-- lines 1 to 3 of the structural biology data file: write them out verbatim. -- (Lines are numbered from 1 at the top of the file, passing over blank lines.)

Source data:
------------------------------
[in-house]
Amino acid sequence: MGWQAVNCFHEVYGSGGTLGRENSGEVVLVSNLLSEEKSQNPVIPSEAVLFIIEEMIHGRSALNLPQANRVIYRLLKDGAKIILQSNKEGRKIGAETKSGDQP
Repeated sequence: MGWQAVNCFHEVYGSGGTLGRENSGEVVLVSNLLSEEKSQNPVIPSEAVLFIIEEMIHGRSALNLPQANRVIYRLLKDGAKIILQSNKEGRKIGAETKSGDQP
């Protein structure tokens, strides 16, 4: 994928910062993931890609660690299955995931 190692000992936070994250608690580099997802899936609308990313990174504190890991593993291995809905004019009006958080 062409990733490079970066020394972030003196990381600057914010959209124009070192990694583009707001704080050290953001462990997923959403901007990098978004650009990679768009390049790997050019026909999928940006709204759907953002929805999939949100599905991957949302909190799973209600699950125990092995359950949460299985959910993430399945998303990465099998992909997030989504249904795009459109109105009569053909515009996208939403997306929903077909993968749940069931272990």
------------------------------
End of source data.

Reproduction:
[in-house]
Amino acid sequence: MGWQAVNCFHEVYGSGGTLGRENSGEVVLVSNLLSEEKSQNPVIPSEAVLFIIEEMIHGRSALNLPQANRVIYRLLKDGAKIILQSNKEGRKIGAETKSGDQP
Repeated sequence: MGWQAVNCFHEVYGSGGTLGRENSGEVVLVSNLLSEEKSQNPVIPSEAVLFIIEEMIHGRSALNLPQANRVIYRLLKDGAKIILQSNKEGRKIGAETKSGDQP